UK PM Sunak slams racist slur by Farage party campaigner

Reform UK leader Nigel Farage suggested the situation was fabricated by political opponents (HENRY NICHOLLS)
Reform UK leader Nigel Farage suggested the situation was fabricated by political opponents (HENRY NICHOLLS)

Prime Minister Rishi Sunak on Friday denounced the use of a racist slur against him by an anti-immigration Reform UK party campaigner, as the general election campaign entered its final week.

An undercover investigation by Channel 4 filmed campaigners making racist, homophobic and offensive comments in Clacton-on-Sea, eastern England, where Reform UK leader Nigel Farage is hoping to be elected as an MP next Thursday.

One canvasser was heard using the racist slur about British-Indian Sunak, a practising Hindu and Britain's first prime minister of colour.

The supporter also described Islam as "the most disgusting cult" and called for Muslims to be kicked "out of mosques" and their places of worship turned into pubs.

Farage, who campaigned as a European parliamentarian for Britain to leave the European Union and now wants a freeze on immigration, called the comments a "complete and total set-up".

He suggested the canvasser, Andrew Parker, who was leafleting in Clacton last week, may have been paid to act in the video, possibly by opponents threatened by the party's popularity.

Parker said that he was a part-time actor and that he campaigned for Reform in a personal capacity.

But Sunak said: "My two daughters have to see and hear Reform people who campaign for Nigel Farage calling me an effing Paki.

"It hurts and it makes me angry, and I think he has some questions to answer. And I don't repeat those words lightly.

"I do so deliberately, because this is too important not to call out clearly for what it is."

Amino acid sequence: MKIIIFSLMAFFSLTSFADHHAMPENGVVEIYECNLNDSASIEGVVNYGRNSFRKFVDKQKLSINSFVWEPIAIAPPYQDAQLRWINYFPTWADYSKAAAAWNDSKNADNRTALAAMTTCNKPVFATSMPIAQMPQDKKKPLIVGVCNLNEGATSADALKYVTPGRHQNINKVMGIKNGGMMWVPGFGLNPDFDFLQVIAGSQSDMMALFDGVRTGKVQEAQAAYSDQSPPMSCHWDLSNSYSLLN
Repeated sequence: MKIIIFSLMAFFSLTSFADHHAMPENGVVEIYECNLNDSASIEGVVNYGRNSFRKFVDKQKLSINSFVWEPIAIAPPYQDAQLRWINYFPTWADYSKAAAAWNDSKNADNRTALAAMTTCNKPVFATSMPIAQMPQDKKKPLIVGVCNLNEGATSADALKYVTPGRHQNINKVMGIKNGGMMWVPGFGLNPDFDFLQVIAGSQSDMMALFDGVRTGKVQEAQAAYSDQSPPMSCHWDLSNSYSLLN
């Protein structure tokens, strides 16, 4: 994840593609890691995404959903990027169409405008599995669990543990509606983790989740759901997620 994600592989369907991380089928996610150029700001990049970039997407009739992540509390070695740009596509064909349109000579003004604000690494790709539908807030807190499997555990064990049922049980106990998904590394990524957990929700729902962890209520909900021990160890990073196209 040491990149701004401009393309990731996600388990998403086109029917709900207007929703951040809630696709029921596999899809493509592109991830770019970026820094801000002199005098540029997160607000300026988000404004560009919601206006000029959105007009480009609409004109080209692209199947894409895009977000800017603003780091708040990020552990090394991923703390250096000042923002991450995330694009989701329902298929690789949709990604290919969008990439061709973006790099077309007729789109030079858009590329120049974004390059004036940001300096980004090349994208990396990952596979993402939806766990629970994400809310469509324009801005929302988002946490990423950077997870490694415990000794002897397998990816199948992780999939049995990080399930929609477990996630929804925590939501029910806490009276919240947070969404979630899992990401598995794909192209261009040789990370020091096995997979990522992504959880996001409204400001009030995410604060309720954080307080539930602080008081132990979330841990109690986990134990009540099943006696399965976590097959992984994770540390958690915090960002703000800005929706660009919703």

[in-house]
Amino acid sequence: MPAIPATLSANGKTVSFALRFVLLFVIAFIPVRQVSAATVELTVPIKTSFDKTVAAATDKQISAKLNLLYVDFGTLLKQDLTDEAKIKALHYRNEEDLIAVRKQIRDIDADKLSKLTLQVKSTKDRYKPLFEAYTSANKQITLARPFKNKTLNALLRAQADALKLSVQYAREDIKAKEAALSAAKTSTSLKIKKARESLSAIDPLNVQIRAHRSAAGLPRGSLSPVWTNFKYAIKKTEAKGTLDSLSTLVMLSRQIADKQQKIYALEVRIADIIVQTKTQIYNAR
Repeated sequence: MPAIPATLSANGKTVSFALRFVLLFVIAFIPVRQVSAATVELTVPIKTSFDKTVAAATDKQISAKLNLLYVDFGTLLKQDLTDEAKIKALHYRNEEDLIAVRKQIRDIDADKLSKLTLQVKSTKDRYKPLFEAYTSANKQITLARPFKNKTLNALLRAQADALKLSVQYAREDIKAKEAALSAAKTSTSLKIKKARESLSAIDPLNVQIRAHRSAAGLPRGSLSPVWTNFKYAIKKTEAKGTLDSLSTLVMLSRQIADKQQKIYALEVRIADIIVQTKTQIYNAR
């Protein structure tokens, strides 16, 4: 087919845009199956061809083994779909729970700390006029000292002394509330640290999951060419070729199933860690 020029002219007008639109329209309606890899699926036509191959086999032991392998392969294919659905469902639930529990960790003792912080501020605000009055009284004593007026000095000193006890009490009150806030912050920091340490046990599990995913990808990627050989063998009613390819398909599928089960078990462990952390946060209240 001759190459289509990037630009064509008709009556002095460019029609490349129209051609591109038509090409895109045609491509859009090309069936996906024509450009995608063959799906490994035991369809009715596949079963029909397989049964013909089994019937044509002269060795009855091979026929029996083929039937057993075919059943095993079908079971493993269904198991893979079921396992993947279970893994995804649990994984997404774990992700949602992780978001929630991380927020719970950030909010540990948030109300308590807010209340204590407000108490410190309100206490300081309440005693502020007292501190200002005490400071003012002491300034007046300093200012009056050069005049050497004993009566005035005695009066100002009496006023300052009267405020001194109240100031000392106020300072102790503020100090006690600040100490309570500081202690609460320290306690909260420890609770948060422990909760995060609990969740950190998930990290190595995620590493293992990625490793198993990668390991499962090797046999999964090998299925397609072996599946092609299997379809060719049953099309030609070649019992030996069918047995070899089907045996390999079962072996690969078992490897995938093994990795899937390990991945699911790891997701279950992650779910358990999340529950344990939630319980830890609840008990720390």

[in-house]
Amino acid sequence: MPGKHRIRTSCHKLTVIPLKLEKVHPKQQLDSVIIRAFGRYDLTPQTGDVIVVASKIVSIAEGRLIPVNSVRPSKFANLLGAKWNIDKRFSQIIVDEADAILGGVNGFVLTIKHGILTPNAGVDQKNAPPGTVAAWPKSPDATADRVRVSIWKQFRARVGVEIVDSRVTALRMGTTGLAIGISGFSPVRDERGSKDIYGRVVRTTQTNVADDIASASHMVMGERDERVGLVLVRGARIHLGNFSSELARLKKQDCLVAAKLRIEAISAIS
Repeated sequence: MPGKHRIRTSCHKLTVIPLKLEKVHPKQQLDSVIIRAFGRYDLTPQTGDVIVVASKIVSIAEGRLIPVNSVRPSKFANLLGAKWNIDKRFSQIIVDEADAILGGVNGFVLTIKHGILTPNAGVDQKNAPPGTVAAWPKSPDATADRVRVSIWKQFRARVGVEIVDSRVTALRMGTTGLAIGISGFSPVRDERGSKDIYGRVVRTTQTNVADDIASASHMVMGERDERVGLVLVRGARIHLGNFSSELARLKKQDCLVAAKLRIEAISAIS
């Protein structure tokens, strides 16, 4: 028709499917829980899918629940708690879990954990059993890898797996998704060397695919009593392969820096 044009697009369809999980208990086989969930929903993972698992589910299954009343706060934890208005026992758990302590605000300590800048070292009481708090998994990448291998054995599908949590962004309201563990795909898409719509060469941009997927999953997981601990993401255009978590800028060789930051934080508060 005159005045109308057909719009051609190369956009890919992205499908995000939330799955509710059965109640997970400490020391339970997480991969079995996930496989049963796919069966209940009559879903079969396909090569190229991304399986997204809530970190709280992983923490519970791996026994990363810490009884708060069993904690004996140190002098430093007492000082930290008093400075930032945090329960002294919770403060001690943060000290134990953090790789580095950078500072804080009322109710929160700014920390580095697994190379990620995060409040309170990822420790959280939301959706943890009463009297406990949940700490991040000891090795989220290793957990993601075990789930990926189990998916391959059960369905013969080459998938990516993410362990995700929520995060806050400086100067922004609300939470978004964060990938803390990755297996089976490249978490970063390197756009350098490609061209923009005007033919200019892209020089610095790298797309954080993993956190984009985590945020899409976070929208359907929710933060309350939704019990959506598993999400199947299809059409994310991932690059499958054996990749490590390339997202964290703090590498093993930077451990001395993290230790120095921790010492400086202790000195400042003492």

Channel 4 denied Farage's claims of fabrication.

"We met Mr Parker for the first time at Reform UK party headquarters, where he was a Reform party canvasser," it said.

- Test -

The hard-right Farage making an eighth bid to win a seat in parliament has faced a number of controversies since the campaign began.

A string of Reform UK candidates have been ditched or suspended over allegations of offensive comments.

According to the anti-racism organisation Hope Not Hate, Reform UK has had to withdraw 166 candidates since the beginning of the year, many of whom have made racist or offensive remarks.

Last week, Farage caused outrage by saying in a BBC interview that the West had "provoked" Russia into invading Ukraine because of Kyiv's aim of joining NATO and the European Union.

The latest scandal met cross-party condemnation.

Labour leader Keir Starmer, who is tipped to replace Sunak as prime minister, said he was "shocked" by the footage and that Farage faces a "test of leadership".

Farage has already faced criticism for saying Sunak, who was educated at a  top private school and studied at Oxford University, does not "understand our culture".

That followed condemnation of the premier leaving early from D-Day commemorations in France.

A new poll published by the Labour supporting Mirror newspaper on Friday put Sunak's Conservatives on 18 percent, with Reform on 21 percent, both well behind Labour on 38 percent.

Support for Reform could split the right-wing vote, handing Labour a landslide, analysts say.

- Dismissed -

Farage has given various reasons when probed on the number of dismissals from Reform UK, including blaming the vetting company his party hired to scrutinise potential candidates.

In the Channel 4 report, Parker is heard calling for new army recruits to carry out "target practice" by shooting undocumented migrants trying to cross the Channel from France in small boats.

George Jones, a Reform UK events organiser, was filmed making homophobic remarks including describing the LGBTQ flag as "degenerate".

Police said they were "urgently assessing" the comments to "establish if there are any criminal offences".

Parker called the comments "typical chaps-down-the-pub talk". "I'm not racist, I've had Muslim girlfriends," he told the Press Association news agency.

Farage said while the comments were "crass" and "vulgar", Jones was "drunk" at a pub after watching an England football match, adding that "people when they're drunk often turn quite nasty".

The campaigners have been dismissed, according to Reform.